Nezavisimaya Gazeta, July 4, 2001, p. 5

The CIS Interstate Statistics Committee has released data on the rate of industrial growth in CIS countries. According to this document, the highest growth rate over the first five months of 2001 was in Ukraine (18.8%). Ukraine is followed by Tajikistan (13.5%), Kazakhstan (11.6%), Moldova (9.9%), Kyrgyzstan (6.8%), Russia (5.9%), Azerbaijan (5.5%), Armenia (4.2%), and Belarus (3.4%). In Georgia industrial output fell by 6.2%. The CIS Interstate Statistics Committee dopes not have any information about Turkmenistan and Uzbekistan.

For the first five months industrial output in CIS countries grew by 8.5% on average. On the whole, the economic situation is favorable in most CIS countries. For instance, the GDP of Kazakhstan in January-May 2001 grew by 11.0% compared to the corresponding period of 2000. In Ukraine the GDP grew by 9.0%, in Tajikistan by 8.3%, in Azerbaijan by 8.3%, in Armenia by 6.7%, in Russia by 5.5%, in Uzbekistan by 4.0%, in Kyrgyzstan by 4.3%, in Belarus by 2.5%, and in Georgia and Moldova by 1.9%.


Moskovsky Komsomolets, July 4, 2001, p. 2

According to Georgian journalists, chairman of the board of the TV channel TV-6 Badri Patarkatsishvili, wanted by the Russian government, has gone to Turkey.

The General Prosecutor’s Office has issued a letter of caution of the closest associate of Boris Berezovsky. Certainly, he does not want to be put in jail, and therefore, according to the Georgian press, he arrived in Tbilisi on June 29 to visit his relatives, and on July 3 he flew to Turkey in his own plane.

Perhaps he will join Boris Berezovsky soon.


Rossiiskaya Gazeta, July 4, 2001, p. 2

On July 3, Justice Minister Yury Chaika handed a certificate of the official registration of the political party called the Union of Right Forces (URF) to its leader Boris Nemtsov.

The URF was transformed into a party on May 26, 2001. Smaller parties and movements had to disband themselves in order to transform their bloc into a new political party. Only the most radical members of the URF left the movement in order to start their own party-building.

Leaders of the new party are sure that the URF will meet all requirements of the new law on political parties. By the end of the year the URF intends to issue membership cards to over 30,000 of its members. The URF will have branches in practically all regions. Boris Nemtsov has announced that the number of supporters of the new party may reach 13 million.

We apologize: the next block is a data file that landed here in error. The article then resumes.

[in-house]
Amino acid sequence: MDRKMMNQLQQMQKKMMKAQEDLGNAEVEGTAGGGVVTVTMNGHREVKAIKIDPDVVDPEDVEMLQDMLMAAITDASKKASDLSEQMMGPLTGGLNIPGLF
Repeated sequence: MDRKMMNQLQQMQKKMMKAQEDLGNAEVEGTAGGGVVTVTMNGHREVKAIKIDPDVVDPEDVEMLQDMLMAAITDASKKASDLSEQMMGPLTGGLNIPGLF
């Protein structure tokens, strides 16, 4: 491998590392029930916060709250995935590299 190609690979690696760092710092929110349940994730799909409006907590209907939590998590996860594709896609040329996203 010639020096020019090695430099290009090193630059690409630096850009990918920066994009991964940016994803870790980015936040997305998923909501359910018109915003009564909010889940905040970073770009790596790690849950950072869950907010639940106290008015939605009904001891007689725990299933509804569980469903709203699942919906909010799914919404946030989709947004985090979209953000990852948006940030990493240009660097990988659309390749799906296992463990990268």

Currently, the URF Duma faction consists of 38 people. In 2003, the right will try to get 100 seats in the lower house. The authorities of the URF are counting on material support from Russian citizens and have refused to accept money from Boris Berezovsky, who suggests that all liberals unite to set up an opposition to the current president. Boris Nemtsov thinks Berezovsky’s idea is harmful.


Izvestia, July 4, 2001, p. 5

The result of Russia’s negotiations with member states of the World Trade Organization (WTO) has not been quite successful. Russia is unlikely to join this organization earlier than 2004.

However, Maxim Medvedkov, head of the Russian delegation at these talks, did not look too sad. Many Russian enterprises are only glad about this postponement.

In January 2002, Russia will deliver a new report on trade regulations in Russia. In other words, Russia’s membership of the WTO has been put off indefinitely.

Thus, Russian enterprises have gained their aim: they will be able to operate without foreign competition for several years longer.


Izvestia, July 4, 2001, p. 4

A delegation of 18 Duma deputies headed by Liberal Democratic Party leader Vladimir Zhirinovsky spent two days in Baghdad. On July 3, he reported on his views on problems of Iraq and the Balkans.

The trip of the Russian delegation coincided with the vote of the UN Security Council on intensifying sanctions against Iraq. Under Russia’s pressure the Anglo-American proposal was not supported, and the regime of the sanctions will remain the same. Zhirinovsky noted at the Duma meeting that Russia threatened the Security Council with its right of veto for the first time over the past ten years. According to Zhirinovsky, the current regime of sanctions does not appeal to Iraq either. Although the restrictions on oil trading do not hinder Iraq from exporting oil, the country lacks food and medicine that it has to import from foreign countries. “Every day 400 children die in Iraq because of the lack of food and medicines.”

The money the Iraqi government gets for oil is deposited in bank accounts controlled by the US. One-third of the money is spent on compensation to Kuwait. A lot of money is spent on maintenance of officials of the UN Security Council: “They are paid for watching Iraq.” According to Zhirinovsky, Iraq has been thoroughly inspected many over the past ten years, “up to Saddam Husein’s bedroom.”

The protector of Iraq also disclosed the plans of the US. According to him, America is aspiring to divide Iraq into a number of small parts. Zhirinovsky believes that “Americans want to introduce the same regime to Baghdad as the have introduced to Belgrade.” However, their plans will fail, since “Iraq will not have a Kostunica of its own, and the Kurds will not dare set up a state of their own on Iraqi territory.”

As for the Balkan problem, Zhirinovsky considers that the Albanians are sure to become a problem for all Europe. Thus, Europe has generated a problem for itself. Albanian communities in all European countries will allegedly intimidate the local population and trade in drugs.